“… I think we need to do a debit card program where we give money literally to each household and make it ‘use it or lose it,’ whether it’s $1,000, or $1,200, or whatever that number is, every couple of weeks and say, ‘You have X number of days to use this debit card, or you lose the money that’s been deposited on there.’”

Cuban came up with the plan. As he said, “we’ve got to get to a scenario where consumers have enough confidence to go out there and spend money… the primary reality is no business can survive without sales. And two-thirds of the economy is consumer-generated demand.”

Without an increase in business, many businesses can’t afford to re-hire their employees. Even if they could, some are receiving more money from their unemployment benefits than they are from working.

Cuban’s Plan

Cuban says his plan is a “perfectly timed stimulus program” and “…by doing that, and timing it right, that’s going to create demand for these companies so they can afford to bring their employees back after they’re off of all that unemployment CARES enhancement.”

The CARES Act became law in March. It added an extra $600 weekly payment on top of the amount someone receives under state law. Those additional benefits will end in July unless the government extends it.

Cuban has also proposed that the government start a federally-guaranteed jobs program. He said these should give people “confidence in their jobs” and help start the rehiring process.

“We’re going to have to have a transitional, not permanent transitional federal jobs program,” he said. He also included jobs like the ones created during the pandemic to track and treat COVID-19 patients.

“And so we’re going to need to hire people, millions of people, you know, preferably for testing, tracing, tracking, supporting vulnerable populations, long-term care, you know, giving people jobs that they know, are stable, because that gives them the impetus to spend money,” Cuban added.

Criticisms

While Cuban’s plan would absolutely boost consumer spending, Scott Baker, an associate professor of finance at the Kellogg School of Management at Northwestern University says it won’t help every industry.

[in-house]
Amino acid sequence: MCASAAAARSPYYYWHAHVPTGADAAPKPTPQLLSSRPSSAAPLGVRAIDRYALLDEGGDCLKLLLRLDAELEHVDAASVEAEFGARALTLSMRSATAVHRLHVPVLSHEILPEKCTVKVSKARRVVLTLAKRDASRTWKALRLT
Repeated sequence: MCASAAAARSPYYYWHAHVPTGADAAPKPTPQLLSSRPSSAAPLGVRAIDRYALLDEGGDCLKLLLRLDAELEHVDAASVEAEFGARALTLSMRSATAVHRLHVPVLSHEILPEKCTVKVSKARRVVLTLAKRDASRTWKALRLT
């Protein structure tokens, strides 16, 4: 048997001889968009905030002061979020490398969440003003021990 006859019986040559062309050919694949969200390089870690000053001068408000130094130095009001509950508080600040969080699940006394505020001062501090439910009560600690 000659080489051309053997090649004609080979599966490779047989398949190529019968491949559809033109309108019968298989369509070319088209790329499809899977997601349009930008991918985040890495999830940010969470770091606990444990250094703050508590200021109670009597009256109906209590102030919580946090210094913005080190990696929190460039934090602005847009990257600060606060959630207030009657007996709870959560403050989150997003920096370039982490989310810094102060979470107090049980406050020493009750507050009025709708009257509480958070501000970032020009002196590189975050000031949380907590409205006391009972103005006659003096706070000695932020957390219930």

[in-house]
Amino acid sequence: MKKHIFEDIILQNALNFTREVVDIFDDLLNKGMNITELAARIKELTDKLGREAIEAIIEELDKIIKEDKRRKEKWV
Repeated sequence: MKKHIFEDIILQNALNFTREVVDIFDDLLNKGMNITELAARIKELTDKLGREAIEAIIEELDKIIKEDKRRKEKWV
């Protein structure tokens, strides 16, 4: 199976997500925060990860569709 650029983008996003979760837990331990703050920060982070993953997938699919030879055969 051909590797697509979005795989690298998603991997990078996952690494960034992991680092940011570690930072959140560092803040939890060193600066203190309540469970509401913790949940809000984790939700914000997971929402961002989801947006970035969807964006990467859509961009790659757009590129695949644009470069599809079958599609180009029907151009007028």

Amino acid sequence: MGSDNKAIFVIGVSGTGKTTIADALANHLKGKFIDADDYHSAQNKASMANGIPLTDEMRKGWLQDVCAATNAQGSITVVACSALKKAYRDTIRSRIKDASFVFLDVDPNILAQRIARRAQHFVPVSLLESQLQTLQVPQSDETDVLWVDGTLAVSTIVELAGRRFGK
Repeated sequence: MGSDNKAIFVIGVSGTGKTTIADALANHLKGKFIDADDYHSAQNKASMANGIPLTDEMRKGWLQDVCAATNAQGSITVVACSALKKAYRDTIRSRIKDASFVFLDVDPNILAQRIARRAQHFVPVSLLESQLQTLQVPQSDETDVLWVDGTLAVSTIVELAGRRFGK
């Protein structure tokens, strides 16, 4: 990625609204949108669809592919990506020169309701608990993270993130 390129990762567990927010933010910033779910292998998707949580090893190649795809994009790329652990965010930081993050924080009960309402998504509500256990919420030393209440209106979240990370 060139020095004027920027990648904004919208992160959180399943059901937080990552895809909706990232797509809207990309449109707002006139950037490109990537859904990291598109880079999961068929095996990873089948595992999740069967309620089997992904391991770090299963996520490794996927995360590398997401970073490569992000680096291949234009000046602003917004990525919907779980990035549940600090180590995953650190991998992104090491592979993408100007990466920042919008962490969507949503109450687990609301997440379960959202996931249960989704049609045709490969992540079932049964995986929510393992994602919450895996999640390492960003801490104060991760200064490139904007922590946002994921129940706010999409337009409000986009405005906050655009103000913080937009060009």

“Some industries you won’t be able to stimulate this way,” said Baker. He also said that the plan cant help the tourism industry. He said this because, even with extra money in their pockets, Americans aren’t travelling.

Baker also says that during economic uncertainty, most Americans will delay durable goods purchases, like electronics, appliances and vehicles.

Cuban, who has become more vocal about his ideas to help the country recover from the coronavirus pandemic, also hasn’t officially ruled out a 2020 presidential run.

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Business

4 Ways To Lower Your Mortgage Payments

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4 Ways To Lower Your Mortgage Payments

The number of Americans who have lost their job due to the coronavirus pandemic standing at more than 40 million. With this, many are struggling to pay their mortgage bills each month.

For nearly every one of us, housing is the single largest monthly expense. And unlike kicking a Starbucks habit to save a few dollars every month, your mortgage payment can’t be trimmed out of a budget.

Fortunately, you have some options available to help lower your monthly mortgage payment.

Refinance Your Loan

The Federal Reserve lowered rates back down to zero in late March in response to the coronavirus pandemic. With this, mortgage rates hit new record lows in early May. Bankrate.com is advertising 30-year fixed-rate mortgages as low as 3.5% and 15-year fixed-rate mortgages as low as 2.89%.

The benefit of refinancing at a lower rate is two-fold. The main benefit is with a lower rate on your mortgage, your monthly payment will go down, making it more affordable. The secondary benefit is that with a lower rate, you’ll pay less interest over the life of the loan. This potentially lets you save tens or hundreds of thousands of dollars.

You’ll incur some costs to refinance your loan. So, make sure that your monthly savings are large enough to justify the expense. Additionally, if you’ve had your existing mortgage for a number of years, you’ll be resetting your mortgage amortization back to 15 or 30 years. So if you’ve been paying on your 30-year mortgage for 8 years, instead of having 22 years left, you’ll reset back to 30 years (or down to 15 years if you take a shorter term).

Put Your Stimulus Check or Tax Refund Towards Your Loan

If you still have the $1200 of stimulus funds available, or are collecting a tax refund this year, consider using them towards your monthly mortgage payment. It may only cover a portion of your mortgage or maybe just a month or two. However, using this money instead of dipping into your savings or retirement account is preferable. There are discussions ongoing about a potential second stimulus check, but that may not be until later this summer.